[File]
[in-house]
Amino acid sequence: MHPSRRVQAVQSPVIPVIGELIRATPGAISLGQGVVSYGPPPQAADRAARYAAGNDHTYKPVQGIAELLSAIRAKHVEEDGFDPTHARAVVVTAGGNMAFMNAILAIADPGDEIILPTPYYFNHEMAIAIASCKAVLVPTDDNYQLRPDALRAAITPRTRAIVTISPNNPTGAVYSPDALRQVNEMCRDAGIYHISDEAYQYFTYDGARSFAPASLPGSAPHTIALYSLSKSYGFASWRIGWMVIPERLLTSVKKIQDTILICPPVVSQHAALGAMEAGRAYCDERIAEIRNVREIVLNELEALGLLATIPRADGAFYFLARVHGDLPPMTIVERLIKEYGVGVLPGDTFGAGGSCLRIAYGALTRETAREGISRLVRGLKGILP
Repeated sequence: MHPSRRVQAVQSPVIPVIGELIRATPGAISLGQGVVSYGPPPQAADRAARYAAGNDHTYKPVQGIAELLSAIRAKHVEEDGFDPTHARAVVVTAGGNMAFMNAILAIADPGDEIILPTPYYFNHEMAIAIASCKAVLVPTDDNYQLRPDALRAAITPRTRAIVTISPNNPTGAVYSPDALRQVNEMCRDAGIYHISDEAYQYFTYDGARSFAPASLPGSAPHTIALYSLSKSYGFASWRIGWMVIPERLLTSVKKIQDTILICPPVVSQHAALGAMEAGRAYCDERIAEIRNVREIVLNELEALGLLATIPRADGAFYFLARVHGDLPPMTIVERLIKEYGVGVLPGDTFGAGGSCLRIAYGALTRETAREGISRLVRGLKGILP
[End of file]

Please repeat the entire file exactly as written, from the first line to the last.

[in-house]
Amino acid sequence: MHPSRRVQAVQSPVIPVIGELIRATPGAISLGQGVVSYGPPPQAADRAARYAAGNDHTYKPVQGIAELLSAIRAKHVEEDGFDPTHARAVVVTAGGNMAFMNAILAIADPGDEIILPTPYYFNHEMAIAIASCKAVLVPTDDNYQLRPDALRAAITPRTRAIVTISPNNPTGAVYSPDALRQVNEMCRDAGIYHISDEAYQYFTYDGARSFAPASLPGSAPHTIALYSLSKSYGFASWRIGWMVIPERLLTSVKKIQDTILICPPVVSQHAALGAMEAGRAYCDERIAEIRNVREIVLNELEALGLLATIPRADGAFYFLARVHGDLPPMTIVERLIKEYGVGVLPGDTFGAGGSCLRIAYGALTRETAREGISRLVRGLKGILP
Repeated sequence: MHPSRRVQAVQSPVIPVIGELIRATPGAISLGQGVVSYGPPPQAADRAARYAAGNDHTYKPVQGIAELLSAIRAKHVEEDGFDPTHARAVVVTAGGNMAFMNAILAIADPGDEIILPTPYYFNHEMAIAIASCKAVLVPTDDNYQLRPDALRAAITPRTRAIVTISPNNPTGAVYSPDALRQVNEMCRDAGIYHISDEAYQYFTYDGARSFAPASLPGSAPHTIALYSLSKSYGFASWRIGWMVIPERLLTSVKKIQDTILICPPVVSQHAALGAMEAGRAYCDERIAEIRNVREIVLNELEALGLLATIPRADGAFYFLARVHGDLPPMTIVERLIKEYGVGVLPGDTFGAGGSCLRIAYGALTRETAREGISRLVRGLKGILP